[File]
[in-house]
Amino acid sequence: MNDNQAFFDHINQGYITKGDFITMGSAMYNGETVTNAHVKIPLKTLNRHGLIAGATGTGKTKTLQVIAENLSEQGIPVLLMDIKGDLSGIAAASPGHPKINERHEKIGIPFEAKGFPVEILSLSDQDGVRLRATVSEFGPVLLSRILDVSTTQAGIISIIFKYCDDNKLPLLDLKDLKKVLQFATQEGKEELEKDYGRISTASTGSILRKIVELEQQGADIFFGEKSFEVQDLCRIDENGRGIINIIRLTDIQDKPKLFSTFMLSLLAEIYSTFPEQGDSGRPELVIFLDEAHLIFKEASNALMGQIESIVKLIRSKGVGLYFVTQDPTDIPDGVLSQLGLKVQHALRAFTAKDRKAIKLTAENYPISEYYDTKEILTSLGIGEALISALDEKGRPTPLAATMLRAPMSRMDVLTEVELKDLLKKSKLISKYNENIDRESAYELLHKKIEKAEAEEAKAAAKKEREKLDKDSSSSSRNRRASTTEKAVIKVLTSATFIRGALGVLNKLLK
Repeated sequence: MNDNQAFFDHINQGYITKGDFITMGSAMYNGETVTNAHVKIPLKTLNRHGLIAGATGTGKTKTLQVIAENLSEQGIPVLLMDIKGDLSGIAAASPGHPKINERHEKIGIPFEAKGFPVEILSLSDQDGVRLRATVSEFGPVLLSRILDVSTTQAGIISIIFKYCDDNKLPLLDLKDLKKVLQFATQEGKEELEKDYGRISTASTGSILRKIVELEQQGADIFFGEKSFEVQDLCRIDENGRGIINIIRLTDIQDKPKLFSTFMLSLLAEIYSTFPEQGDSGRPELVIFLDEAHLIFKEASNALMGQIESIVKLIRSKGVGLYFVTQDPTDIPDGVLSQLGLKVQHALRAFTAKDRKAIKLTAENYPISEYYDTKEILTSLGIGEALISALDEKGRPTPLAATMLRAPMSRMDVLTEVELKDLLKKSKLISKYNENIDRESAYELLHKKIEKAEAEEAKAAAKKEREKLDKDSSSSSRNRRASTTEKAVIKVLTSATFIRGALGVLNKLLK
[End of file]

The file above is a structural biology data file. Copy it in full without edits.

[in-house]
Amino acid sequence: MNDNQAFFDHINQGYITKGDFITMGSAMYNGETVTNAHVKIPLKTLNRHGLIAGATGTGKTKTLQVIAENLSEQGIPVLLMDIKGDLSGIAAASPGHPKINERHEKIGIPFEAKGFPVEILSLSDQDGVRLRATVSEFGPVLLSRILDVSTTQAGIISIIFKYCDDNKLPLLDLKDLKKVLQFATQEGKEELEKDYGRISTASTGSILRKIVELEQQGADIFFGEKSFEVQDLCRIDENGRGIINIIRLTDIQDKPKLFSTFMLSLLAEIYSTFPEQGDSGRPELVIFLDEAHLIFKEASNALMGQIESIVKLIRSKGVGLYFVTQDPTDIPDGVLSQLGLKVQHALRAFTAKDRKAIKLTAENYPISEYYDTKEILTSLGIGEALISALDEKGRPTPLAATMLRAPMSRMDVLTEVELKDLLKKSKLISKYNENIDRESAYELLHKKIEKAEAEEAKAAAKKEREKLDKDSSSSSRNRRASTTEKAVIKVLTSATFIRGALGVLNKLLK
Repeated sequence: MNDNQAFFDHINQGYITKGDFITMGSAMYNGETVTNAHVKIPLKTLNRHGLIAGATGTGKTKTLQVIAENLSEQGIPVLLMDIKGDLSGIAAASPGHPKINERHEKIGIPFEAKGFPVEILSLSDQDGVRLRATVSEFGPVLLSRILDVSTTQAGIISIIFKYCDDNKLPLLDLKDLKKVLQFATQEGKEELEKDYGRISTASTGSILRKIVELEQQGADIFFGEKSFEVQDLCRIDENGRGIINIIRLTDIQDKPKLFSTFMLSLLAEIYSTFPEQGDSGRPELVIFLDEAHLIFKEASNALMGQIESIVKLIRSKGVGLYFVTQDPTDIPDGVLSQLGLKVQHALRAFTAKDRKAIKLTAENYPISEYYDTKEILTSLGIGEALISALDEKGRPTPLAATMLRAPMSRMDVLTEVELKDLLKKSKLISKYNENIDRESAYELLHKKIEKAEAEEAKAAAKKEREKLDKDSSSSSRNRRASTTEKAVIKVLTSATFIRGALGVLNKLLK